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Review: Prisoners


On Thanksgiving Day, while a pair of families gather in their dreary suburban Pennsylvania town, two young girls are kidnapped. That night a strange RV is investigated and it’s mentally stunted owner held for questioning, but when he is let go, one of the fathers pursues him further. He clashes with a veteran detective, and as time slips away, each character seems to slip slowly into madness as they search for the missing girls.

An impressive ensemble cast is led by Hugh Jackman as survivalist and vigilante father Keller Dover, while Jake Gyllenhaal plays the tattooed, wide-eyed detective on the case. Maria Bello is Jackman’s wife, and Terrance Howard and Viola Davis play the other grieving couple. Paul Dano is exceptionally creepy and Melissa Leo plays his strange aunt.

Montreal filmmaker Denis Villeneuve (Incendies), a man who always seems to be smiling, joking, and having fun, directs a star-studded cast in this very heavy and emotionally engaging crime drama. Prisoners challenges its actors as well as its viewers to go to some dark recesses of the mind when two young girls are abducted.

We don’t see who takes them or from where, but an eerie, conspicuous RV rolls into their quiet neighbourhood, parking on the street without anyone exiting. The hesitant way the camera approaches this vehicle, and indeed the way in which each shot seems to creep around this gray, cloudy world is ominous.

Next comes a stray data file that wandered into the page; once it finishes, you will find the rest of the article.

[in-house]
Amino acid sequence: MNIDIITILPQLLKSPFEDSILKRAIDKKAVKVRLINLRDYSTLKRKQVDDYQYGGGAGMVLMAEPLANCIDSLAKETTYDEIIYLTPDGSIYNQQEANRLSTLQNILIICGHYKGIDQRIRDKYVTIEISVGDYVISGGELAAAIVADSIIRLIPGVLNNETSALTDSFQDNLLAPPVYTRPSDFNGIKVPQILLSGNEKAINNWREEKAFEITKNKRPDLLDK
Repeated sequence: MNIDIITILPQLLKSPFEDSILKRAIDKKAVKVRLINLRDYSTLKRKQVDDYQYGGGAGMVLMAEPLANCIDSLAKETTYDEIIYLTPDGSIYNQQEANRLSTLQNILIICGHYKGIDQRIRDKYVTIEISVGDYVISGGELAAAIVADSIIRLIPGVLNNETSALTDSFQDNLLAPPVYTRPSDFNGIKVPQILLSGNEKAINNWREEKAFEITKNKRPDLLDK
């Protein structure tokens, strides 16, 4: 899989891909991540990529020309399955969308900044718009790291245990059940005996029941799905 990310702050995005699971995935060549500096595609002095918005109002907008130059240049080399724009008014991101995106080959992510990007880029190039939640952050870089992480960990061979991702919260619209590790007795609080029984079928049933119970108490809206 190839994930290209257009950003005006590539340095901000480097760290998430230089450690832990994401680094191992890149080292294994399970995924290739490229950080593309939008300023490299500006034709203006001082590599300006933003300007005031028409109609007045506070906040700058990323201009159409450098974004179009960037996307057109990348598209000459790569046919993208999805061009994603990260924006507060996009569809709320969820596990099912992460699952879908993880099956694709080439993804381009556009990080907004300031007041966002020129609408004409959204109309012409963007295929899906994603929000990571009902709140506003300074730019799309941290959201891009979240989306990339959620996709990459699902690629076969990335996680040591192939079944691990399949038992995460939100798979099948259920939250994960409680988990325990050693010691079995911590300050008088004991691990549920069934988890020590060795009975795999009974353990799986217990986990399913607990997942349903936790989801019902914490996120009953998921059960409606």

Flash to Detective Loki, who initially is hard to read, from his sullen look, tempered speech, and tattoos – he’s also dining alone on Thanksgiving night – and this is quickly a film that, while often teasing the viewer and letting imagination run wild, is taut and tense.

It is indeed about the ways in which people respond to such a personal and tragic crisis, and one that too is time sensitive. While Grace (Bello) is too stricken with despair to do anything but stay in bed, her brooding, bearded survivalist husband, whose basement comes fully stocked for an apocalyptic scenario, zombie or otherwise, slowly goes mad, drinking more than sleeping.

He becomes sure that a mentally-challenged young man (Dano) is responsible; the police fail to find any evidence. Rain and snow fall as hours and days slowly tick by in this rather depressing time of year, and it seems that at any time something shocking or revelatory can happen – and it does, maybe half the time.

Villeneuve explores institutionalism versus individualism, as Keller follows his own course, a path that pits him up against Loki and due process. Not simply visually dark, Keller’s vigilantism borders on grotesque as a man out of control; Jackman is at times terrifying. So is Dano, but in a different way: his blank stare hidden behind a bloody and beaten face is exceptionally unnerving.

This tension-filled, impressively-executed lengthy mystery is potent and staggering, waiting as long as possible before letting the audience know what is happening, teasing and provoking all the way. Villeneuve keeps the viewer in a state of suspended terror, and so while sometimes there is no delivery, when something does in fact happen, it’s arresting. Gyllenhaal may be peculiar, but Jackman with fear in his eyes and rage in his heart is unforgettable,

Should You See It?
A gripping piece of cinema with some impressive actors, it’s a nice transition from summer bombast to fall drama. Plus, it’s directed by a Canadian!

[star v=35]

Anthony Marcusa

A pop-culture consumer, Anthony seeks out what is important in entertainment and mocks what is not. Inspired by history, Anthony writes with the hope that someone, somewhere, might be affected.